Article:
I watched my niece attempt something and fail terribly at it. Every time she failed, we would both laugh it off and she will do it again. It’s almost like she felt joy from doing something so badly. Maybe because who she was, wasn’t defined by how her audience (me, in this case) thought of her, or her own result. Impostor Syndrome who?
For my 3-year-old niece — when success was not the barometer for the task, Joy was the outcome. Kids never feel like impostors because they’re thrill-seekers, serial entrepreneurs.
They explore everything without feeling attached to anything. The moment it’s gone, that’s it! They move on and like a reptile sheds off its skin, we shed off this thrill and put on identities as we emerge into adults. We do everything to discard the childlike spirit.
And I dare say, that this identity, these labels we put on (writer, coder, student, creator, kind, cheerful, part of a clique) is the reason we feel like impostors.
“No one loses anyone, because no one owns anyone. That is the true experience of freedom: having the most important thing in the world without owning it” — Paulo Coelho
The root of Impostor Syndrome
The thing is, we’ve all felt like a fraud at many points in our lives. But have we ever felt inhumane? Has there been any day where we doubted if we were human?
Inhumane syndrome — The feeling of being robotic. I doubt that because as people, we know we’re humans. That will not change.
We will always ‘live’ so we don’t doubt our humanity. We will not always ‘do’ so we doubt our skills.
Impostor syndrome comes about because we equate being to doing. You don’t have to be good at what you do to feel good about it. If we do something long enough we’ll naturally get good at it. And if you’ve done it long enough, you can do it again—even when you don’t feel like.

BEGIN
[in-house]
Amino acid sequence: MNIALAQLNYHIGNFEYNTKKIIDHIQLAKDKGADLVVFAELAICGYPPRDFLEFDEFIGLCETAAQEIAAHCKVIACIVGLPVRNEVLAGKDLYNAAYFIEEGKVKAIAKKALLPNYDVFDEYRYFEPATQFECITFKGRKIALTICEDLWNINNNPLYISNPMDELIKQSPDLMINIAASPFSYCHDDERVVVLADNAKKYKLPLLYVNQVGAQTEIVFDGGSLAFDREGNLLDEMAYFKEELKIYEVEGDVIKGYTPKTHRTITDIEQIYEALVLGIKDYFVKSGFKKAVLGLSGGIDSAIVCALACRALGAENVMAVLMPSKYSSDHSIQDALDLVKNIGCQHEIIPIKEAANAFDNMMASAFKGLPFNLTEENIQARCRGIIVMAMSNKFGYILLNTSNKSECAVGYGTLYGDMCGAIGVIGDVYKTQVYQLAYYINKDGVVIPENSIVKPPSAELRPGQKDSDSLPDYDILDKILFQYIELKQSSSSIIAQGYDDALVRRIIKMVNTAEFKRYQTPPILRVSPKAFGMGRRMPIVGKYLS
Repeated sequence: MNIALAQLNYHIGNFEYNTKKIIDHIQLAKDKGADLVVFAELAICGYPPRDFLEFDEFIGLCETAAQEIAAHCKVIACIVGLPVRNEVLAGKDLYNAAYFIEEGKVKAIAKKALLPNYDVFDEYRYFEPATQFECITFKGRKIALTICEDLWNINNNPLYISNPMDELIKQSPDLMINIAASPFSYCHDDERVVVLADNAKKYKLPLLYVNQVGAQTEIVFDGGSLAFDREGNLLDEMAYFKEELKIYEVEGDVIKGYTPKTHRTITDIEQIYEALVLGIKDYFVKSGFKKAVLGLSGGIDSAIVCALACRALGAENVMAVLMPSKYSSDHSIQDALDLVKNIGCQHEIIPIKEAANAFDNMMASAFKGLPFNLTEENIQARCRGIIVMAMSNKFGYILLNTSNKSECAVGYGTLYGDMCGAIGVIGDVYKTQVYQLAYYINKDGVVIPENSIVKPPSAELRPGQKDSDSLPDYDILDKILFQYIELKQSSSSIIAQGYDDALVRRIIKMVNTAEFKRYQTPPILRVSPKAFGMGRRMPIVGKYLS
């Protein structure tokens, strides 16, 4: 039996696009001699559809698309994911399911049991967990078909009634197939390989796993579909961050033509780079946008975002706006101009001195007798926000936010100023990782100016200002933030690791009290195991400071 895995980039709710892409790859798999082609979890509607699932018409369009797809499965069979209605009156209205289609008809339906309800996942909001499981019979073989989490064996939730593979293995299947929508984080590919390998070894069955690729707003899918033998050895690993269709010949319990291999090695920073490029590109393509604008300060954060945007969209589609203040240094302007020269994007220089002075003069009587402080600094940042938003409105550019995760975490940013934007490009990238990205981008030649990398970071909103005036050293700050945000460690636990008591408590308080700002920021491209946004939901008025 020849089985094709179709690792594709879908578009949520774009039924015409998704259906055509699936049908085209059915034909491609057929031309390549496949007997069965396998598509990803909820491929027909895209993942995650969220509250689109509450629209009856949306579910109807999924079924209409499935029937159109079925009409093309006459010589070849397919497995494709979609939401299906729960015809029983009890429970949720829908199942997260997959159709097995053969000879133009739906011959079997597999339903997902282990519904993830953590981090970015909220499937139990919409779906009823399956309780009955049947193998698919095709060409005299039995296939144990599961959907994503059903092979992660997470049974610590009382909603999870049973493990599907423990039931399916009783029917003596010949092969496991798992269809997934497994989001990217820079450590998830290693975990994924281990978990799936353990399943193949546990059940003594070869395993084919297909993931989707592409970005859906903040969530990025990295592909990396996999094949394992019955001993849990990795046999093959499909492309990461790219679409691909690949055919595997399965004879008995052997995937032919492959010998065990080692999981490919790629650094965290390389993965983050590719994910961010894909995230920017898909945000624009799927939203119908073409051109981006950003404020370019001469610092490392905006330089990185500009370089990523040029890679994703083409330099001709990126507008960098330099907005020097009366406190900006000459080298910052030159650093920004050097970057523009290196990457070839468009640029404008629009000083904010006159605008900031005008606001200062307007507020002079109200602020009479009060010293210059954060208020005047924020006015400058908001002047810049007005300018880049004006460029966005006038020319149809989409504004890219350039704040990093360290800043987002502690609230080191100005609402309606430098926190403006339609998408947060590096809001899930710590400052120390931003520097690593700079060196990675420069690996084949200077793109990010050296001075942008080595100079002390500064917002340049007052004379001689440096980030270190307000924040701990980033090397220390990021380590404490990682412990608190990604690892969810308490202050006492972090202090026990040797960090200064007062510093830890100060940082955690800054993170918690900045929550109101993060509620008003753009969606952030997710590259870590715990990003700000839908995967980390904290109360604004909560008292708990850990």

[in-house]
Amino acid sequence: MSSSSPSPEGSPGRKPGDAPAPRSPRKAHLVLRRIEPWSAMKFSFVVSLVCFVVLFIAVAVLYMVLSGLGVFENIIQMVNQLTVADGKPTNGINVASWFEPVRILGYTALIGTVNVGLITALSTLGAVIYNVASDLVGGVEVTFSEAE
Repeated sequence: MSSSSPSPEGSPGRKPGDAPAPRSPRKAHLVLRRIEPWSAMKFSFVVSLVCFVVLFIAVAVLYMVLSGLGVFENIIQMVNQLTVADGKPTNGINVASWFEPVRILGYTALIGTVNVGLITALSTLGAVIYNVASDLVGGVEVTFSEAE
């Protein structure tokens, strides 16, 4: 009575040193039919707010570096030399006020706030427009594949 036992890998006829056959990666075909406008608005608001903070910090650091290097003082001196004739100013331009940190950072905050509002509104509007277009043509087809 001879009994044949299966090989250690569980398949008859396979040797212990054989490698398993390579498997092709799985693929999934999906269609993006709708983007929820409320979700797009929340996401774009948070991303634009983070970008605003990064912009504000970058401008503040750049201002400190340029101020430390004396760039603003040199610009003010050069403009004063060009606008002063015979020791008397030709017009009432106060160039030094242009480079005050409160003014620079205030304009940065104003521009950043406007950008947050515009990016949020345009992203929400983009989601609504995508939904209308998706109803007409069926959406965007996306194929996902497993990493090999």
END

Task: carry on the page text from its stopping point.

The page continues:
Repeated actions become daily consciousness.
I could have given you a listicle, a 10 step formula you can always repeat when you feel like an impostor. You would love that, won’t you? But how many of them have you read and yet you can’t escape the triggers?
The true key to winning impostor syndrome is to displace your self from the equation. What you do is not who you are. Where you go to school is not who you are. What people think of you is not who you are. Neither is being overly confident or excessively humble.
The root of impostor syndrome is self-absorption.
“The pain of the narcissist is that, to him, everything is really a threat(or trigger). What doesn’t surrender in reverence is blasphemous to a high opinion of oneself — the burden of self-importance. The narcissist reconstructs his own law of gravity which states that all things and all creatures must adhere to his personal satisfaction, but when they do not, the pain is far more intense than it is for one who is free from the clamours of ‘I’.”― Criss Jami, Killosophy
“Ayomide, I get what you’re saying. But my impostor syndrome doesn’t come from self-absorption, in fact, I hardly think of myself.”
Then listen to your own language, when you’re triggered.
“I feel like a fraud”
“I’m not good enough” “I don’t have what it takes”
“I don’t know If my audience will like my content” “Am I even creative at all?”
I — I — I
Self-absorption or not?
The letter ‘I‘ takes first place in impostor syndrome for a reason. The second Letter ‘M’ makes it I’m (I am). I am a fraud. If you remove those two letters, it leaves you with ‘Postor‘ — No definition. Nothing.
In the same vein, remove your identity from the equation and you sever the root of impostor syndrome. Think about this for a minute.
You can’t be an impostor to what you have not identified with.
The problem begins with the labels. When we allow labels form our identity, it’s akin to putting our minds in a rabbit-wheel, that when the wheel doesn’t run, we doubt that we’re rabbits in the first place. We self-sabotage.
Get out of the cage! Use career-labels or friendship tags for connection with people and not for validation. For attachment to a cause and not for your identity.